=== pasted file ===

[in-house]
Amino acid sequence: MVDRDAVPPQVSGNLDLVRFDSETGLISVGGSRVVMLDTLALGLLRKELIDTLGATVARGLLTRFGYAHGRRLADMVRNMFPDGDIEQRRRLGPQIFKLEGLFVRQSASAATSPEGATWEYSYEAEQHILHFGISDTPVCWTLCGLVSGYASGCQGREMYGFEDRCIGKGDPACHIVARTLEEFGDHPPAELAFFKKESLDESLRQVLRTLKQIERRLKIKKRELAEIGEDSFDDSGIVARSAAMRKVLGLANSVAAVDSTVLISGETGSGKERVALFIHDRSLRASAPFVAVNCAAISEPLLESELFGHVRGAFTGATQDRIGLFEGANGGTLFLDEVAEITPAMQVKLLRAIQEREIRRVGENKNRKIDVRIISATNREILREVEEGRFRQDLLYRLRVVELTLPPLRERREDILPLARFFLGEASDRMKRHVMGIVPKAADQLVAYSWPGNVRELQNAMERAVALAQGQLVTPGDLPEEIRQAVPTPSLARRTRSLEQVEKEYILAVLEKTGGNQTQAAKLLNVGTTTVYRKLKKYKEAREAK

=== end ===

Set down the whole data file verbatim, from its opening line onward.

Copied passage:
[in-house]
Amino acid sequence: MVDRDAVPPQVSGNLDLVRFDSETGLISVGGSRVVMLDTLALGLLRKELIDTLGATVARGLLTRFGYAHGRRLADMVRNMFPDGDIEQRRRLGPQIFKLEGLFVRQSASAATSPEGATWEYSYEAEQHILHFGISDTPVCWTLCGLVSGYASGCQGREMYGFEDRCIGKGDPACHIVARTLEEFGDHPPAELAFFKKESLDESLRQVLRTLKQIERRLKIKKRELAEIGEDSFDDSGIVARSAAMRKVLGLANSVAAVDSTVLISGETGSGKERVALFIHDRSLRASAPFVAVNCAAISEPLLESELFGHVRGAFTGATQDRIGLFEGANGGTLFLDEVAEITPAMQVKLLRAIQEREIRRVGENKNRKIDVRIISATNREILREVEEGRFRQDLLYRLRVVELTLPPLRERREDILPLARFFLGEASDRMKRHVMGIVPKAADQLVAYSWPGNVRELQNAMERAVALAQGQLVTPGDLPEEIRQAVPTPSLARRTRSLEQVEKEYILAVLEKTGGNQTQAAKLLNVGTTTVYRKLKKYKEAREAK